The scientists are barred by federal rules from conducting any research using germs for “potentially offensive use or purposes,” nor for the production of any bio-warfare weapons, according to the Energy Department.
Continuing its opposition to the Livermore facility by Tri-valley CARES, Marylia Kelley, the organization’s executive director, charged in a statement Friday that the lab and its sponsors “are jeopardizing the health and safety of the local community and the surrounding Bay Area.” Live anthrax germs grown in the lab and released into the air from the facility, even if it were only “lightly damaged” in a terrorist attack, for example, “could result in up to 9,000 deaths, depending on wind patterns,” Kelley maintained.
Consider this from a previous story:
Lab fined $450,000 for mishandling anthrax
A former Lawrence Livermore National Laboratory scientist who lacked proper credentials sent off an uninspected package containing two open vials of deadly pathogen anthrax across the country in 2005, triggering a $450,000 federal fine against the lab, authorities say.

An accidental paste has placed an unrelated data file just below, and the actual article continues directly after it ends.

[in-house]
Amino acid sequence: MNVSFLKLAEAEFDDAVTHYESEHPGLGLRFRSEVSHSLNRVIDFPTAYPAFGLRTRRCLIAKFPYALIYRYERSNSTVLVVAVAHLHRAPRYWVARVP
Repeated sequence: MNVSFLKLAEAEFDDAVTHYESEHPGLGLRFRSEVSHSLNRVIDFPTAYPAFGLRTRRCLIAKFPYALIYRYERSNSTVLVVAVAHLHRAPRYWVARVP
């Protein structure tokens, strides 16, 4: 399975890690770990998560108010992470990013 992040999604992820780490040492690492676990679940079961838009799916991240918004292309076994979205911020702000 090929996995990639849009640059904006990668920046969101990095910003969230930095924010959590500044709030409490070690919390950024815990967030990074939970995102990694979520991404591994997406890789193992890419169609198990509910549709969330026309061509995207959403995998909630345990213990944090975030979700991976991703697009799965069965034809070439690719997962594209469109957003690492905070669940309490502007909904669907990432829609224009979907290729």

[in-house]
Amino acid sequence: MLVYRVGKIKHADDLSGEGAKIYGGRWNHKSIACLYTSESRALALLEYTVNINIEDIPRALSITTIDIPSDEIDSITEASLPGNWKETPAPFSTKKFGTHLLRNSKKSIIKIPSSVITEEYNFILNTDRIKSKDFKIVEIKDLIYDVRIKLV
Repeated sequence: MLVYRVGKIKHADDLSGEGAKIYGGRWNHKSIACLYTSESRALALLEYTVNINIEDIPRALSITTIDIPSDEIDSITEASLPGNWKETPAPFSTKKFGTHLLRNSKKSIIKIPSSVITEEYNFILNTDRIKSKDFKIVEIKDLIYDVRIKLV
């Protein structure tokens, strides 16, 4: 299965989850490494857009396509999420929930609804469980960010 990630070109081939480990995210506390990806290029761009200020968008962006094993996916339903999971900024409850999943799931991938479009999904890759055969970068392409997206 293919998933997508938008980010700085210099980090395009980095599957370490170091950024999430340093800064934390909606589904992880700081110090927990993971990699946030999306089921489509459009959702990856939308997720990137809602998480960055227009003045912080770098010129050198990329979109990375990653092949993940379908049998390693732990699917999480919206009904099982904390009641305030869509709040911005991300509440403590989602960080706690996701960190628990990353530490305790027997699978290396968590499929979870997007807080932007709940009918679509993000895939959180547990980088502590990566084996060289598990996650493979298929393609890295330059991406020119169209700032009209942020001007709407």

The scientist, who resigned her post at the Livermore lab after the incident, left the twist caps off two containers and a loose cap on a third vial in a 1,025-vial shipment to Palm Beach, Fla., in September 2005, according to the findings of a federal agency’s review that led to the fine.
The lab in Florida then opened the anthrax shipment without proper precautions, and two of its workers were possibly exposed. The workers were treated with the antibiotic Cipro for a week, then returned to work.
A second shipment of about 3,000 vials made the next day by the same Lawrence Livermore scientist to a lab in Virginia had more vials than it should have, a separate violation of packaging restrictions. The scientist’s official credentials vouching for her ability to ship the pathogen had lapsed at the time of the shipments.